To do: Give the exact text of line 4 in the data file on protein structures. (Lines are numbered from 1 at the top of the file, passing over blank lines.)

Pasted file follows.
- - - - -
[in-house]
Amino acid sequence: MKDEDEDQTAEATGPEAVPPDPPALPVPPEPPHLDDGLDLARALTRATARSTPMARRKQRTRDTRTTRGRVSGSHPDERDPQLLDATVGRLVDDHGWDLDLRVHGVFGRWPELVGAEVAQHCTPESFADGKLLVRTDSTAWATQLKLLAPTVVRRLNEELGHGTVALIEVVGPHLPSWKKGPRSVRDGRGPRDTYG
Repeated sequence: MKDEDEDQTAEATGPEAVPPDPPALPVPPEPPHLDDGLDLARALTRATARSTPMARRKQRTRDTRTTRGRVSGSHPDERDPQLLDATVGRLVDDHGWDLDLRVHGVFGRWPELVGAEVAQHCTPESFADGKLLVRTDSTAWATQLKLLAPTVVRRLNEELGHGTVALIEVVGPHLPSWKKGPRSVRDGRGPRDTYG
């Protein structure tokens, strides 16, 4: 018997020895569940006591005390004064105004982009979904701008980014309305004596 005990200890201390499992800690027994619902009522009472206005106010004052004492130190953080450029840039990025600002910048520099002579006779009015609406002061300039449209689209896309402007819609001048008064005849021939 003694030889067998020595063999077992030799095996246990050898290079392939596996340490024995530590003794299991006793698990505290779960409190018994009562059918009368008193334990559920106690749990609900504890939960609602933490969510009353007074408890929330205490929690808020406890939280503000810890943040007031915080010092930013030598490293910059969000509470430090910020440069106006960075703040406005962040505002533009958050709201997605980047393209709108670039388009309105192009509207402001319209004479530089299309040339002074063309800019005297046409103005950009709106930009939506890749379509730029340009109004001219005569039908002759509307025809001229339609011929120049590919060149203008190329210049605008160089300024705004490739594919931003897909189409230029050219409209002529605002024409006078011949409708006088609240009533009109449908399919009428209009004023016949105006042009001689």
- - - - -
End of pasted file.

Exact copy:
């Protein structure tokens, strides 16, 4: 018997020895569940006591005390004064105004982009979904701008980014309305004596 005990200890201390499992800690027994619902009522009472206005106010004052004492130190953080450029840039990025600002910048520099002579006779009015609406002061300039449209689209896309402007819609001048008064005849021939 003694030889067998020595063999077992030799095996246990050898290079392939596996340490024995530590003794299991006793698990505290779960409190018994009562059918009368008193334990559920106690749990609900504890939960609602933490969510009353007074408890929330205490929690808020406890939280503000810890943040007031915080010092930013030598490293910059969000509470430090910020440069106006960075703040406005962040505002533009958050709201997605980047393209709108670039388009309105192009509207402001319209004479530089299309040339002074063309800019005297046409103005950009709106930009939506890749379509730029340009109004001219005569039908002759509307025809001229339609011929120049590919060149203008190329210049605008160089300024705004490739594919931003897909189409230029050219409209002529605002024409006078011949409708006088609240009533009109449908399919009428209009004023016949105006042009001689």